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From NPR News, this is ALL THINGS CONSIDERED. I'm Robert Siegel.
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And I'm Audie Cornish. In Texas, federal prosecutors have indicted seven people in a massive health care fraud scheme. The group, led by a doctor, defrauded Medicare and Medicaid of nearly $375 million.
From Dallas, NPR's Wade Goodwyn reports on what the government says is the largest scam ever tied to a single physician.
WADE GOODWYN, BYLINE: The alleged scheme was audacious. According to the indictment, Dr. Jacques Roy, a Canadian who moved to Alabama and then to Texas, first recruited a web of home health care agencies. Then these agencies would go door-to-door and sign up patients. Some of the people who filled out forms got cash. Some got groceries or food stamps. Some were promised free medical services. Some apparently were signed up without their knowledge.
Deputy Attorney General James Cole.
JAMES COLE: The indictment alleges that Dr. Roy's company, Medistat, consisted of just four doctors and approximately 15 nurses. Yet for the five years covered by the indictment, Dr. Roy's company is alleged to have certified more Medicare beneficiaries for home health services and had more beneficiaries under its care than any other medical practice in the country.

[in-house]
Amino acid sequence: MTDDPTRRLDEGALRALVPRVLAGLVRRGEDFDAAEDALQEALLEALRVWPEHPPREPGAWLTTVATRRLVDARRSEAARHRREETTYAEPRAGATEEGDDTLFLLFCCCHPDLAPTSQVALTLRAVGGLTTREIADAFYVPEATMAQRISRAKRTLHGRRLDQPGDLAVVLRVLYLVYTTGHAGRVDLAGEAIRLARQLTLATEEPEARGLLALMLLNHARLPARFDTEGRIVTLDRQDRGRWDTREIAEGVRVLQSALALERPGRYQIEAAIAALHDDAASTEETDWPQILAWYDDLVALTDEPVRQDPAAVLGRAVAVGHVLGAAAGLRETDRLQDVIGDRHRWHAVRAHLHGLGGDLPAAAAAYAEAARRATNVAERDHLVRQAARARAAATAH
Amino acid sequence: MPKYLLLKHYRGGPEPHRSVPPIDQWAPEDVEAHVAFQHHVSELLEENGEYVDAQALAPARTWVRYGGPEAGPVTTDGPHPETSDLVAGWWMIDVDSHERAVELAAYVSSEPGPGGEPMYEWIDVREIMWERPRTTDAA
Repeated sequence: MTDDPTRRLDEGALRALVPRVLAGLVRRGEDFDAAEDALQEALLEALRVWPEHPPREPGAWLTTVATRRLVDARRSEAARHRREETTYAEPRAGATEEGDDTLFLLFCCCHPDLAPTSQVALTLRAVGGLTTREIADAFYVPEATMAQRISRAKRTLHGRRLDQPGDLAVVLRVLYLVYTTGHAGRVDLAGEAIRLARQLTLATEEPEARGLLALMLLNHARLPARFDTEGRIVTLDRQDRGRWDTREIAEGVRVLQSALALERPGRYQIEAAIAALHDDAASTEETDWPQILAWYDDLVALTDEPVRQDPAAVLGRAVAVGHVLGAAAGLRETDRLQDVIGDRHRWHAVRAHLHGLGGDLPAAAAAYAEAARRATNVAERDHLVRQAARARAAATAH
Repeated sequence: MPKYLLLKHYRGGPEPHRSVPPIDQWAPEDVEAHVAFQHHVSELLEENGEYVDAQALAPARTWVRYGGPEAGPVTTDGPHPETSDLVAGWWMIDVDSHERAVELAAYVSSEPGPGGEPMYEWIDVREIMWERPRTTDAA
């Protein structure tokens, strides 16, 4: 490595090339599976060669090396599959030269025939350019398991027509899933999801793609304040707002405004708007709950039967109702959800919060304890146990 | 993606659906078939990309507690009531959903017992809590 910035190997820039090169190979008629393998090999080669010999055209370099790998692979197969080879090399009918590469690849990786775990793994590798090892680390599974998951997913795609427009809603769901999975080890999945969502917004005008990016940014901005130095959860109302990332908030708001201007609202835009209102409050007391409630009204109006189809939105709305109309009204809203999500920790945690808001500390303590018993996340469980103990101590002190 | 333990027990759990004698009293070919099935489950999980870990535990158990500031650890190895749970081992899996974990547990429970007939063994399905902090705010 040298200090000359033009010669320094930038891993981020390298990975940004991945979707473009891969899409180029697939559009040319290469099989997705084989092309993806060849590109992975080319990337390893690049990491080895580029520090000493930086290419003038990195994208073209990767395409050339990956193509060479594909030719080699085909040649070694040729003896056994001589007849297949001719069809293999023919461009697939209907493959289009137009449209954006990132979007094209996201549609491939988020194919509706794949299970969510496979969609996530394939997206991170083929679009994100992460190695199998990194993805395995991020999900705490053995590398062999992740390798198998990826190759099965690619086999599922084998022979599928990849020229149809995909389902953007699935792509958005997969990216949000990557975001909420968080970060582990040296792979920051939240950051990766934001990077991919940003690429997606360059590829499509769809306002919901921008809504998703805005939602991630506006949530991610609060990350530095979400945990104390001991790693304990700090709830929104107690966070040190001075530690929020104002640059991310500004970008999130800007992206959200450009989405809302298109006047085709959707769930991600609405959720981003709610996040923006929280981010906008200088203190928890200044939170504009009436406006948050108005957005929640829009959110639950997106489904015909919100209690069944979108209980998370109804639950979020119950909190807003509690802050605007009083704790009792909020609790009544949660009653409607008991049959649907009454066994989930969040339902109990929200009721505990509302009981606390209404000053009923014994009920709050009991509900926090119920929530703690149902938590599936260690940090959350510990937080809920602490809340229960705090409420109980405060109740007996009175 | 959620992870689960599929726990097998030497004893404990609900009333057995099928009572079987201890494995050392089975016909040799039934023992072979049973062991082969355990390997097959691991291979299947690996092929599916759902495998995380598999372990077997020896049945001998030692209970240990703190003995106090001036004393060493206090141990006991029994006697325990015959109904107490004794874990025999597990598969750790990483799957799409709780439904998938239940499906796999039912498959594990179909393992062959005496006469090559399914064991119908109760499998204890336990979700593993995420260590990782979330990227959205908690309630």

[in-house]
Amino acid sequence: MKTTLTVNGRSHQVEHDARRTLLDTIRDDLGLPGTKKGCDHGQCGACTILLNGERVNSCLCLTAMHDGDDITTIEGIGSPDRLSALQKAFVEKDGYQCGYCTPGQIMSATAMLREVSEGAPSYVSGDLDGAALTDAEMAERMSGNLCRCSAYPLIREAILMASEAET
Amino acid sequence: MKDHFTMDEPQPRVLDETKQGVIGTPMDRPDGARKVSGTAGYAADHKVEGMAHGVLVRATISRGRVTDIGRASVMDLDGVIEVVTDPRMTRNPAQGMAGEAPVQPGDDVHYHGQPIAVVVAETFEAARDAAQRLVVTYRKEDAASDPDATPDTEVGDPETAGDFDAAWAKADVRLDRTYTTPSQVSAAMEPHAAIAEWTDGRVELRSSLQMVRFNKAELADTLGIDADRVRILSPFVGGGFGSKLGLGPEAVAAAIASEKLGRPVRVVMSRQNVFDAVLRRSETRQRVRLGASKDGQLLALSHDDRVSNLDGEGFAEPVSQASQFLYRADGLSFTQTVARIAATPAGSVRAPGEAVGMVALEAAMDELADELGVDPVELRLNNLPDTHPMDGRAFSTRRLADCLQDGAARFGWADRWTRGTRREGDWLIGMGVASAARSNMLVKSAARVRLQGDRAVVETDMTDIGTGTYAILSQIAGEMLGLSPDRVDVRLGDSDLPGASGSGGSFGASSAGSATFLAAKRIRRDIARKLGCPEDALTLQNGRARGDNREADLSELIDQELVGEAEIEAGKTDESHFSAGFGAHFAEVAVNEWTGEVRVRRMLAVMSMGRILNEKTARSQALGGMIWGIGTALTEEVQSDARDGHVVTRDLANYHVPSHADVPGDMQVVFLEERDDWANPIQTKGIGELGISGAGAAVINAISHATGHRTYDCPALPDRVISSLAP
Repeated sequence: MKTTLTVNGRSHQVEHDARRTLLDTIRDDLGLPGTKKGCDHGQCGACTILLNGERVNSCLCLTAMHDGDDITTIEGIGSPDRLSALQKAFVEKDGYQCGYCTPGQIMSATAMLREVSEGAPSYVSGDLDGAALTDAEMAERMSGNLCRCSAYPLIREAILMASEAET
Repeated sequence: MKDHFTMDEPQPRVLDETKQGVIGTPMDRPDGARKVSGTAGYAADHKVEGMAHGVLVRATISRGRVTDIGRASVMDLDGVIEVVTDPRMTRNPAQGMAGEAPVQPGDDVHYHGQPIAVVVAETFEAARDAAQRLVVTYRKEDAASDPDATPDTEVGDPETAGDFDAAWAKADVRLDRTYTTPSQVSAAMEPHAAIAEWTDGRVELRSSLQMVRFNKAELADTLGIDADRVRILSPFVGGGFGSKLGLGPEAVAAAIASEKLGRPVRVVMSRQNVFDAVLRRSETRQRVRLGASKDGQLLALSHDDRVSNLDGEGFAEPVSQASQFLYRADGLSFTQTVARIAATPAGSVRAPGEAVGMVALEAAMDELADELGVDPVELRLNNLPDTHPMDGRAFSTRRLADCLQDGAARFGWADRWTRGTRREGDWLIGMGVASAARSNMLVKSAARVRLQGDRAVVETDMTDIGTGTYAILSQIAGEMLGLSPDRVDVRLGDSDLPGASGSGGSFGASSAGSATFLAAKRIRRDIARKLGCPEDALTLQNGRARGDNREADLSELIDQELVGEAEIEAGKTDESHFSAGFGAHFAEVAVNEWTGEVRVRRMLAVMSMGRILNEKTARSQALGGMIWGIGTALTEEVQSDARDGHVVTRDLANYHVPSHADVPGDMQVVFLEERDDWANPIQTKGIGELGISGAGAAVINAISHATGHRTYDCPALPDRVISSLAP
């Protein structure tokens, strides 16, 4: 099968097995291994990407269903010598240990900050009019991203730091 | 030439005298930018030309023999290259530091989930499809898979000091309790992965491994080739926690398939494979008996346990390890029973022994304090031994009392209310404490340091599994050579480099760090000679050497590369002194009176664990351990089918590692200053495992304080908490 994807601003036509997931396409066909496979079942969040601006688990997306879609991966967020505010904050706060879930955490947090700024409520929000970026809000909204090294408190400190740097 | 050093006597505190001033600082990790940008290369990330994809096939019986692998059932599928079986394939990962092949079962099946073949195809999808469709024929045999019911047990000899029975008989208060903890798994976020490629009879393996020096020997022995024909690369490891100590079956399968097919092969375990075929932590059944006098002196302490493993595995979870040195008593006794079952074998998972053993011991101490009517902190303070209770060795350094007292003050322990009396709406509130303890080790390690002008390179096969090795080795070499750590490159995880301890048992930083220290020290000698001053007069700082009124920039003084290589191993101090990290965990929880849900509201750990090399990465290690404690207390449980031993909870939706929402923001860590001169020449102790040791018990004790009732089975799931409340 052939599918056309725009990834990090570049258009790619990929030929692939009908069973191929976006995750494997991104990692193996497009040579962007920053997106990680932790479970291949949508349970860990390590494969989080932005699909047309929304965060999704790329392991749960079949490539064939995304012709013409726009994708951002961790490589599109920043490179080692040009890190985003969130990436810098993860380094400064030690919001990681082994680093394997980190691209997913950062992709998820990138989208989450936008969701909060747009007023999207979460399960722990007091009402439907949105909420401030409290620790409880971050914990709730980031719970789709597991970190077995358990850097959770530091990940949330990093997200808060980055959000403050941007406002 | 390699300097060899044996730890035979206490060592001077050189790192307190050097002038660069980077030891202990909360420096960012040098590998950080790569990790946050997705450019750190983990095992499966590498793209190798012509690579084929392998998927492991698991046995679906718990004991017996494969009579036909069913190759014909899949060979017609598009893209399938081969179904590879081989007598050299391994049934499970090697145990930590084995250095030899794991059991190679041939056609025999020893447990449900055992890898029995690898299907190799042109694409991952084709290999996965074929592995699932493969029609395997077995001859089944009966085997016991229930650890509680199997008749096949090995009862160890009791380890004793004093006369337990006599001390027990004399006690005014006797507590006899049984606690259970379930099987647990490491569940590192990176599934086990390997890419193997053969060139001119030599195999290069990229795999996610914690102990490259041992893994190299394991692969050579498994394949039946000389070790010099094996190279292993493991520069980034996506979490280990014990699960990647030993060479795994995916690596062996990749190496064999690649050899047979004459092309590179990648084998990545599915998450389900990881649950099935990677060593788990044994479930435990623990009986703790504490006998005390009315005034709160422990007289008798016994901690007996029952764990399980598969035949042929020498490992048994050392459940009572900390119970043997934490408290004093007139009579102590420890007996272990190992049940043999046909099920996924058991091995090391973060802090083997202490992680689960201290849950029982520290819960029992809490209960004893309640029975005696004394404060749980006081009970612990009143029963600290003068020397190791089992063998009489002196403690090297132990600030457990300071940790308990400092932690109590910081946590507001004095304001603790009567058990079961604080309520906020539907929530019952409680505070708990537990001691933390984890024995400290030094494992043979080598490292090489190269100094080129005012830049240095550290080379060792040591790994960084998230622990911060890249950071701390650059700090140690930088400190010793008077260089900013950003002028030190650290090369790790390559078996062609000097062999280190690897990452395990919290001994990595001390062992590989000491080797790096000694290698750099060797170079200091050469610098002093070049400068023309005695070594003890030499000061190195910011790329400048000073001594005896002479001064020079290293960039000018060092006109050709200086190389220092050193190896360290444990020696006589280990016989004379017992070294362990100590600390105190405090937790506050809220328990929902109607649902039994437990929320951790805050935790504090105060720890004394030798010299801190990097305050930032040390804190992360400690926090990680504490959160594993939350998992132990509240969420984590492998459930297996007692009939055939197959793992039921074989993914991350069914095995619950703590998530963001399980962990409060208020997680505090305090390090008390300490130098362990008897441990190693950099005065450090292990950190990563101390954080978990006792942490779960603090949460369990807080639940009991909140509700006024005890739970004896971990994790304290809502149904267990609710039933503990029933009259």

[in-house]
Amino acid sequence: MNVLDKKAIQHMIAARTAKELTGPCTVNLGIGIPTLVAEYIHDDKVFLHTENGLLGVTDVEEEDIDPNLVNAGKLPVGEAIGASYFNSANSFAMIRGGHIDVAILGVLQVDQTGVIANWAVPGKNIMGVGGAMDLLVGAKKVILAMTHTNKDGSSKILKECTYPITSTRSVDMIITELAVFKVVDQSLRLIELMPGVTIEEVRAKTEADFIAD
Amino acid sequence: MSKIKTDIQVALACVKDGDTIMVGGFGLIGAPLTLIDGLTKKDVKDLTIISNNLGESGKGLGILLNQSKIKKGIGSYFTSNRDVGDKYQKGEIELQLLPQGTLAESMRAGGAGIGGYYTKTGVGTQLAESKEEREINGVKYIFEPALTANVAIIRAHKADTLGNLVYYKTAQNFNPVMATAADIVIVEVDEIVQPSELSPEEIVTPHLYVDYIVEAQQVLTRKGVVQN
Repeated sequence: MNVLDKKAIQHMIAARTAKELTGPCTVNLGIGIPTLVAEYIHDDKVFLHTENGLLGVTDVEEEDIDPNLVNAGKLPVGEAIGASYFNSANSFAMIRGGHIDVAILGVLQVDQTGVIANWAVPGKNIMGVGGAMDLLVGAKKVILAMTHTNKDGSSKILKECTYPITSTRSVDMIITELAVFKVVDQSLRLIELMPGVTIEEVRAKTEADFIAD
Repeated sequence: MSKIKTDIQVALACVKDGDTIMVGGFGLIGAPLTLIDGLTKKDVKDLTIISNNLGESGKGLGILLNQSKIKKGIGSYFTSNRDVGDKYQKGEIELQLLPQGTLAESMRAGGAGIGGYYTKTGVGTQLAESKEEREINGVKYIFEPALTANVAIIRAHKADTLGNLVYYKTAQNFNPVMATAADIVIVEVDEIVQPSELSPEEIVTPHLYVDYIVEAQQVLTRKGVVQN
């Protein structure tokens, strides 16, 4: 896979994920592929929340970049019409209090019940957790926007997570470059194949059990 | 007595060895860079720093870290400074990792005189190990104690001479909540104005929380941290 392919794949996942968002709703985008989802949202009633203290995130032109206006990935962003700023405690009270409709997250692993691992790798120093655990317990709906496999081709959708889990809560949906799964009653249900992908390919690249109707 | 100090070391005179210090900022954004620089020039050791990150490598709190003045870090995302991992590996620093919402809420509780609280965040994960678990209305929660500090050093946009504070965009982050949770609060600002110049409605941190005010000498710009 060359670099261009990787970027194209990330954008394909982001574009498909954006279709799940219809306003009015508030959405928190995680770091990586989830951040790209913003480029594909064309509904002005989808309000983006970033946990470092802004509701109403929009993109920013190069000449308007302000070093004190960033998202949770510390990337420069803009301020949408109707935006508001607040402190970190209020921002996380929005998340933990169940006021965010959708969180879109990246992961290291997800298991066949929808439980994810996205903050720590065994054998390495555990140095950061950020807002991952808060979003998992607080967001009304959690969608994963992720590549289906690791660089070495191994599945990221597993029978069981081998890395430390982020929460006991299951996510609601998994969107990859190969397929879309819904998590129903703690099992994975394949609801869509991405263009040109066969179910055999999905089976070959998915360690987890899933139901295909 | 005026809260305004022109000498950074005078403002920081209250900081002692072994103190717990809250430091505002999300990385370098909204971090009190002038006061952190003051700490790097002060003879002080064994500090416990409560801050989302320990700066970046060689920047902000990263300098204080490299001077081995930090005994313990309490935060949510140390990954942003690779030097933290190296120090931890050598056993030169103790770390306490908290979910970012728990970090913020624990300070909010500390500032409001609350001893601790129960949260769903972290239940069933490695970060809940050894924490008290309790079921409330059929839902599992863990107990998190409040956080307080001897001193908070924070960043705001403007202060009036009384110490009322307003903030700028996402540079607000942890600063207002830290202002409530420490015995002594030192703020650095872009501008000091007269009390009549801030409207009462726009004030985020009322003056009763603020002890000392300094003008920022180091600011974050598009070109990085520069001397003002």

GOODWYN: That would be 11,000 individual Medicare beneficiaries who either got services that were not medically necessary or, in many cases, never rendered at all. The indictment details how Dr. Roy and his nurses would go down to Dallas' state of the art homeless shelter called The Bridge and try and sign up the homeless. The Bridge security guards and staff eventually became suspicious and informed Roy and his staff they could not see or treat or sign up patients in The Bridge courtyard nor on the sidewalk outside the facility. But prosecutors say that didn't stop them. They simply rented a room at a church down the street and steered the homeless there.
Deputy Attorney General Cole said it was quite an operation. Thousands of people moving through these HHAs all leading to Dr. Roy and his collaborators.
COLE: These services were provided by more than 500 home health care agencies, or what are called HHAs. In turn, these HHAs and Medistat are alleged to have fraudulently billed Medicare for more than $350 million and Medicaid for more than $24 million.
GOODWYN: The alleged conspirators were said to be living the good life in Rockwall, a suburb of Dallas on Lake Ray Hubbard: beautiful houses, big boats, nice cars. But they are facing the prospect of spending the rest of their lives in federal prison.
Wade Goodwyn, NPR News, Dallas.
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